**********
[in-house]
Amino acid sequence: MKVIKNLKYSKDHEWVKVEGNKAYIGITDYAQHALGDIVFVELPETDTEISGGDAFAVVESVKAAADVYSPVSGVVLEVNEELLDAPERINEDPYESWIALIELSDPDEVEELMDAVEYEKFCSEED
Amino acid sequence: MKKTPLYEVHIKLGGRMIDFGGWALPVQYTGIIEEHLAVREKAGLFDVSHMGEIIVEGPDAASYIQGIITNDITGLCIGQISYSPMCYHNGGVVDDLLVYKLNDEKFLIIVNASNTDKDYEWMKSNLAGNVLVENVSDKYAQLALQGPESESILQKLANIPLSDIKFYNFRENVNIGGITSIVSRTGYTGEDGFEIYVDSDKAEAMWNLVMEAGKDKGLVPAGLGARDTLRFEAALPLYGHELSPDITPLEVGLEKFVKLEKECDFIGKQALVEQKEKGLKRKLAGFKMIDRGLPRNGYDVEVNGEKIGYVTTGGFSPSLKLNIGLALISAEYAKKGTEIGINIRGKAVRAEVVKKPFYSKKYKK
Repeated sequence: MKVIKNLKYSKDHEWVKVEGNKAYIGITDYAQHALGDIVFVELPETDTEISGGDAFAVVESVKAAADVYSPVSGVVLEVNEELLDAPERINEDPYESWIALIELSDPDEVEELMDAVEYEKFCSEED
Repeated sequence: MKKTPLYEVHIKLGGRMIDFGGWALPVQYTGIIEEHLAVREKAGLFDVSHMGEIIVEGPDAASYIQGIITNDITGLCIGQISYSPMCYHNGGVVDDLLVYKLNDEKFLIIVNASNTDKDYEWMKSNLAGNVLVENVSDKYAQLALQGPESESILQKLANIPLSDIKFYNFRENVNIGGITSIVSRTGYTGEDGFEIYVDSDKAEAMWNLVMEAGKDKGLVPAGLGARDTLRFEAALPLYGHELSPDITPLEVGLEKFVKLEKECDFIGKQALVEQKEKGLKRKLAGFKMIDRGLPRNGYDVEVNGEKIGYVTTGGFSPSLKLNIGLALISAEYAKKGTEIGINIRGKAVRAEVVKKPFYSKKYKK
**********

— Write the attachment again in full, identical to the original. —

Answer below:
[in-house]
Amino acid sequence: MKVIKNLKYSKDHEWVKVEGNKAYIGITDYAQHALGDIVFVELPETDTEISGGDAFAVVESVKAAADVYSPVSGVVLEVNEELLDAPERINEDPYESWIALIELSDPDEVEELMDAVEYEKFCSEED
Amino acid sequence: MKKTPLYEVHIKLGGRMIDFGGWALPVQYTGIIEEHLAVREKAGLFDVSHMGEIIVEGPDAASYIQGIITNDITGLCIGQISYSPMCYHNGGVVDDLLVYKLNDEKFLIIVNASNTDKDYEWMKSNLAGNVLVENVSDKYAQLALQGPESESILQKLANIPLSDIKFYNFRENVNIGGITSIVSRTGYTGEDGFEIYVDSDKAEAMWNLVMEAGKDKGLVPAGLGARDTLRFEAALPLYGHELSPDITPLEVGLEKFVKLEKECDFIGKQALVEQKEKGLKRKLAGFKMIDRGLPRNGYDVEVNGEKIGYVTTGGFSPSLKLNIGLALISAEYAKKGTEIGINIRGKAVRAEVVKKPFYSKKYKK
Repeated sequence: MKVIKNLKYSKDHEWVKVEGNKAYIGITDYAQHALGDIVFVELPETDTEISGGDAFAVVESVKAAADVYSPVSGVVLEVNEELLDAPERINEDPYESWIALIELSDPDEVEELMDAVEYEKFCSEED
Repeated sequence: MKKTPLYEVHIKLGGRMIDFGGWALPVQYTGIIEEHLAVREKAGLFDVSHMGEIIVEGPDAASYIQGIITNDITGLCIGQISYSPMCYHNGGVVDDLLVYKLNDEKFLIIVNASNTDKDYEWMKSNLAGNVLVENVSDKYAQLALQGPESESILQKLANIPLSDIKFYNFRENVNIGGITSIVSRTGYTGEDGFEIYVDSDKAEAMWNLVMEAGKDKGLVPAGLGARDTLRFEAALPLYGHELSPDITPLEVGLEKFVKLEKECDFIGKQALVEQKEKGLKRKLAGFKMIDRGLPRNGYDVEVNGEKIGYVTTGGFSPSLKLNIGLALISAEYAKKGTEIGINIRGKAVRAEVVKKPFYSKKYKK